Babywearing is a thing—even if you don’t have RA. But it’s especially useful if you do, since people with RA often lack strength in their arms and wrists. “Wearing” your baby in a sling or carrier close to your body fixes that. “Babywearing gave me the ability to keep my babies close, even when my hands and wrists were flaring so badly I had difficulty with everyday tasks,” says Mariah Leach, RA mom of kids ages 7, 5, and 2 in Louisville, CO. When you’re not walking, you can sit on the couch and rest your joints with your baby snuggled close to your chest.
Be Honest With Your Kids
Toddlers are too young to understand, but around age 4 or 5, it’s good to start introducing your child to the idea of RA. “Teaching your children about RA will be an ongoing discussion that develops as they do,” Leach says. “When my RA interferes with daily life, I use it as an opportunity to teach my kids a little more about what’s going on in my body.” On days when you can’t move much, ask your children to help with tasks around the house. You might be surprised by how excited they are to lend a hand—plus, they’ll be more accepting of why you can’t always play with them.
Ask Gradeschoolers for Assistance
As your kids grow older, they’re increasingly able to help you—and that’s something you shouldn’t shy away from. Sarah Canby sees her RA as a parenting tool for teaching her 12- and 14-year-old sons kindness. “My boys have learned to be empathetic and extremely helpful,” she says. “I may not be able to do buttons and snaps, carry heavy things, or physically keep up, but my boys are able to step in and offer a helping hand when they see me struggling.” You’re raising caring and empathetic humans, and that’s something to be proud of.
Keep Kids on a Schedule
When you have a disease that can flare at unexpected times, the best defense is controlling what you can control. “Keeping your kids on a consistent schedule will help decrease stress for everyone involved, and it will many times be the only way to make through some of those rough days,” says Laura Burco, an RA mom living in Iowa with kids ages 9 and 11. A regular routine means if Burco has a bad flare-up, her kids can go about their lives with a plan in place, or stop to help out if needed. No last-minute scrambling necessary.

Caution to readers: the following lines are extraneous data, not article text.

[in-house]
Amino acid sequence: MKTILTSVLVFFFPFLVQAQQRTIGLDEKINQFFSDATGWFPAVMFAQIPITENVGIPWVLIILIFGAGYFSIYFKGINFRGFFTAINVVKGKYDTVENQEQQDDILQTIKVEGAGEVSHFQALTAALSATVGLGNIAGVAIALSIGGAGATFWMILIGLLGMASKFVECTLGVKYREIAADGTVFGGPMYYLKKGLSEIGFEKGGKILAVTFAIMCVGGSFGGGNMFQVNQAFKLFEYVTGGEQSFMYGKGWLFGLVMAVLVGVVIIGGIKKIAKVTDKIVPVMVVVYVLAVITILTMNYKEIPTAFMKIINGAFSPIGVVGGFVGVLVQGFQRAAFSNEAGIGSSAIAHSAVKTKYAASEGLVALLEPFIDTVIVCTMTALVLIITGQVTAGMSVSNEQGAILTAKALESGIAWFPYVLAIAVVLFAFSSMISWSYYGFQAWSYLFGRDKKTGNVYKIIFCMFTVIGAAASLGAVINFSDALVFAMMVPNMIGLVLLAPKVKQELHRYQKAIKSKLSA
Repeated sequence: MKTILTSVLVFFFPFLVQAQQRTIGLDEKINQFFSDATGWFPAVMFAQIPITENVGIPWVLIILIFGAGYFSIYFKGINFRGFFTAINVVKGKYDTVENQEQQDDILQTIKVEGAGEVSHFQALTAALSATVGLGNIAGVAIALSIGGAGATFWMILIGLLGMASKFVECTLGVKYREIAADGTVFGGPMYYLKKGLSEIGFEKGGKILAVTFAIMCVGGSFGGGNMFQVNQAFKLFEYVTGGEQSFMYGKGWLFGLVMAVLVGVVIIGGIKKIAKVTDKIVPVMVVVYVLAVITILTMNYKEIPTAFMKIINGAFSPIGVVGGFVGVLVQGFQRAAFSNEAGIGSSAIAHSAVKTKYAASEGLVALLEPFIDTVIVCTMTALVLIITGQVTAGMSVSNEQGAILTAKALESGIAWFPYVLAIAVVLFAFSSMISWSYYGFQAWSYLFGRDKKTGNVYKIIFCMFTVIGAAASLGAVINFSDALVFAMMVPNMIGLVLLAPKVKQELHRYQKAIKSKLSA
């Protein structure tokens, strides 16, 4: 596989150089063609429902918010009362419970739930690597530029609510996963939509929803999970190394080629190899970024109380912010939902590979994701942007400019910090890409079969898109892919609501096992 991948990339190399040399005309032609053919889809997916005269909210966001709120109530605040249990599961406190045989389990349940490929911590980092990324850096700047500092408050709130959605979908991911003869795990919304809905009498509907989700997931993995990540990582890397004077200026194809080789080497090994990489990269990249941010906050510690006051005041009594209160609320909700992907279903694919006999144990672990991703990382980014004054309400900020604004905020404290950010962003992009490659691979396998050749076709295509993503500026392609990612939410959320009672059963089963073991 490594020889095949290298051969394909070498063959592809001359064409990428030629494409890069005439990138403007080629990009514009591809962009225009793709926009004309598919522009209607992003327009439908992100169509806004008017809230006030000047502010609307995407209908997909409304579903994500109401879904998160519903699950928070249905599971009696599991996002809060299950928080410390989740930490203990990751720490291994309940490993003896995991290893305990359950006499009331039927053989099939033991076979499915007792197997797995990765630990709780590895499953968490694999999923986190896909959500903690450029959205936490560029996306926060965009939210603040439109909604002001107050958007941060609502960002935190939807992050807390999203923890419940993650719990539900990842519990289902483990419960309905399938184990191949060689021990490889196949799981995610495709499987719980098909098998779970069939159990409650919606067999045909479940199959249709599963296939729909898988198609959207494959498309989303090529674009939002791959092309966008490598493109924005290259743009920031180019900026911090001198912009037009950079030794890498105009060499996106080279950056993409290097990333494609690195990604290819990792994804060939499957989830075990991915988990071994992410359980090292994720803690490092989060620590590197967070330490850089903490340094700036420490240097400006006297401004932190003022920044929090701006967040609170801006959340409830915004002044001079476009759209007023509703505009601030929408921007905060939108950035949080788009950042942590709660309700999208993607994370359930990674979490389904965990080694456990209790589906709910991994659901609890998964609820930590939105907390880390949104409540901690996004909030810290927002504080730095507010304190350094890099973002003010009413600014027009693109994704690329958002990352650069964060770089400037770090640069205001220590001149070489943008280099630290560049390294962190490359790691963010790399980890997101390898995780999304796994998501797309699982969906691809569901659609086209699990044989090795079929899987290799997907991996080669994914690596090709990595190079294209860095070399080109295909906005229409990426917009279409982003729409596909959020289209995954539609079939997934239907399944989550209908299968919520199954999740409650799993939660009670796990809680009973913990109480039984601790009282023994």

Find a Support Group
It’s easy to feel alone when you’re dealing with a chronic illness, but there are so many other people sharing a similar experience. “I rely pretty heavily on the moms who I know have a chronic illness for support,” Carandang says. Facebook groups (like HealthCentral's RA page) or websites like Mamas Facing Forward can connect you with other parents for advice and day-to-day cheerleading (we could all use that!).
Make Time to Self-Appreciate
Like any parent, your body needs rest and your mind could use a break. “I try to remember that taking care of myself is taking care of my family,” Leach says. Rather than feeling frustrated about your physical limits, celebrate the things you can still do with your kids. “Parenting with a chronic illness, especially an ‘invisible illness,’ can be really hard,” says Alisa Libonn, an RA mom living in Nashville, TN. “It’s easy to get down about your limitations, but try not to let them define you as a parent—or a person.”